The Cross in Christmas

Our Christmas season has taken us through incredibly busy weeks, school programs and parties, dance rehearsals and recitals, and church commitments.

But, none of those scheduled appointments makes Christmas, well, Christmas.

As we’ve worked through our annual Christmas Countdown using The Family Book of Advent, one devotion last week brought Christmas into perspective for me in the midst of balancing expectations, making it on time to the next event and struggling with exhaustion.

After Jesus was born in Bethlehem of Judea in the days of King Herod, wise men from the east arrived unexpectedly in Jerusalem, saying, “Where is He who has been born King of the Jews? For we saw His star in the east and have come to worship Him.”

– Matthew 2:1-2

This passage of Scripture resonates deeply with me. The wise men recognized a King had been born. They saw His star, in the midst of their important lives, and stopped everything. They decided to leave what they knew to find this King, setting aside their doubts and their fears, and putting their faith into action. For them, worshiping Jesus was worth the sacrifice, worth the journey.

Our glowstick path through the living room

Our glowstick path through the living room

The kids and I considered what we knew about the wise men, their commitment to seeing the King personally and how they gave Him their hearts and treasure in worship. We broke into a few tubes of glowsticks, and made paths through the house for each other, with Jesus figurines from our Nativity sets and the end of the line. Each child made a path for their sibling to follow, just like the wise men looked to the star to find the newborn King.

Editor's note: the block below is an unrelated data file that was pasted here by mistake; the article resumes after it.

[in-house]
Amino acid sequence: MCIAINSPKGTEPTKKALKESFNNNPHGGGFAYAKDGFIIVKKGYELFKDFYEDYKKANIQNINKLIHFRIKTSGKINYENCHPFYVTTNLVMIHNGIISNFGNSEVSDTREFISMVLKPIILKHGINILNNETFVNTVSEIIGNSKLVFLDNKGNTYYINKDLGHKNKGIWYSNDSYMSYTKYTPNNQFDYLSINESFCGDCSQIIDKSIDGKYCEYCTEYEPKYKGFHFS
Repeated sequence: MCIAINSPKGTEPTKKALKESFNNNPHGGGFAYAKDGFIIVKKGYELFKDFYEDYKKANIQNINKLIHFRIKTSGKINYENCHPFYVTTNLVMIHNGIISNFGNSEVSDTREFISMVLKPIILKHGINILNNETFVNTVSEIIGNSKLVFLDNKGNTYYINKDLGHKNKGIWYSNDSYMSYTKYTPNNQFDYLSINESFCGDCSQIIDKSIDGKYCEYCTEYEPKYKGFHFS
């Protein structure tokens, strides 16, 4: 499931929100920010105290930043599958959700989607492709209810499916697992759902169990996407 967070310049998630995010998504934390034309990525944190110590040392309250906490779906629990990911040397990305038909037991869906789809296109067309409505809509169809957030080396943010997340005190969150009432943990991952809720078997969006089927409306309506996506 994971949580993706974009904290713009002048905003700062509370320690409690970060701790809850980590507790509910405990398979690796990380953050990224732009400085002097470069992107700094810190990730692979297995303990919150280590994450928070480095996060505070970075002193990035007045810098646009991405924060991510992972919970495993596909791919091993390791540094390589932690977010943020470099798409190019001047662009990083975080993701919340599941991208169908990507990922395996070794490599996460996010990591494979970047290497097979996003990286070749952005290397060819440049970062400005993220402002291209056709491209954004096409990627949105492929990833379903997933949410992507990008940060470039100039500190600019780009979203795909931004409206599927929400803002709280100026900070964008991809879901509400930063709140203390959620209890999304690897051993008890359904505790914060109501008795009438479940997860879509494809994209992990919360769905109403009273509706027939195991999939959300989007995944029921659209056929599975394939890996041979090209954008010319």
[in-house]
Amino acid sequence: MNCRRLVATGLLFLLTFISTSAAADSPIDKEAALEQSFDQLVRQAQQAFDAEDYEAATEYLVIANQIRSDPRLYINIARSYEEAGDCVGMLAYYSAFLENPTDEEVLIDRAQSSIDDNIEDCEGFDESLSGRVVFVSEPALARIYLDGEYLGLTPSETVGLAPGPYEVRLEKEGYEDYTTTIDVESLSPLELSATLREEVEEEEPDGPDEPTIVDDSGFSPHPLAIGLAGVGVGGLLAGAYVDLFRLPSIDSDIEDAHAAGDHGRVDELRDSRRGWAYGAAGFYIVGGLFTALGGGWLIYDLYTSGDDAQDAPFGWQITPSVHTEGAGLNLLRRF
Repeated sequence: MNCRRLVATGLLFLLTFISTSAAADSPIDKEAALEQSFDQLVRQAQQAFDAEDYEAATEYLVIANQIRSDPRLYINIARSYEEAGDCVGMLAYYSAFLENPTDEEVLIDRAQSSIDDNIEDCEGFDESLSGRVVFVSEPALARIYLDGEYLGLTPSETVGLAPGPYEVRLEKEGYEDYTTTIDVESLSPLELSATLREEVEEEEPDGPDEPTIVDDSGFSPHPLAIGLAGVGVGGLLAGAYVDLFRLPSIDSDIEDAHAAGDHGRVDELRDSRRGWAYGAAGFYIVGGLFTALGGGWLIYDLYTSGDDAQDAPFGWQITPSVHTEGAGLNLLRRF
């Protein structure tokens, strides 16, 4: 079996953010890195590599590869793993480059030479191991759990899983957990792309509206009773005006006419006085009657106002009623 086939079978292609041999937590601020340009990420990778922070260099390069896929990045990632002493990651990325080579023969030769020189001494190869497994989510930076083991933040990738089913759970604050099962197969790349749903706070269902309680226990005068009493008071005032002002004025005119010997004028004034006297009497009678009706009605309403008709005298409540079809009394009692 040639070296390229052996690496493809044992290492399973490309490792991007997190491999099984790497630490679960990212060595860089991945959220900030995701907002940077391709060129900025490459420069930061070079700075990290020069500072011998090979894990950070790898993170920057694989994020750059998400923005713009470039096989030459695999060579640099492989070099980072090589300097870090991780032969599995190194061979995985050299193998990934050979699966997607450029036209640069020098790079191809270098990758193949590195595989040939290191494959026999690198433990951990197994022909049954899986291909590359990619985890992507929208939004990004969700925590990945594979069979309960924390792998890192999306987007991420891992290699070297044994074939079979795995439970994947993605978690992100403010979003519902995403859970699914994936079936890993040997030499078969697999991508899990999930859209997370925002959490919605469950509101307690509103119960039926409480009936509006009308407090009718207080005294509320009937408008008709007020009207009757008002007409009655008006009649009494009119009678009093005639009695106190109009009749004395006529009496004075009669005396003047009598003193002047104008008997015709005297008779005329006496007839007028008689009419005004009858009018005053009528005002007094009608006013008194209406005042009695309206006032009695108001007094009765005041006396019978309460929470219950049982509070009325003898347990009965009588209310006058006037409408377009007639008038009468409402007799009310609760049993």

A few captured moments from our glowstick Nativity adventures

A few captured moments from our glowstick Nativity adventures

Then, we combined all our glowsticks to make a path through the entire living room to the manger of our largest Nativity set. What ended up happening drew us to the Cross in Christmas.

Glowstick after glowstick was laid, and a path was drawn from the stable to the Christmas tree on the opposite side of the room. When the wise men gave Jesus their treasures, they offered gifts to honor who He was and to prepare Him for the journey that lay ahead. Gold testified that He was King, and frankincense that He was Priest and would mediate between God and man. That way would be made through the message of the myrrh, an oil used for embalming, foreshadowing the death necessary for my redemption, and yours.

The glowsticks in the living room marked the way from the manger to the cross, symbolized in the Christmas tree.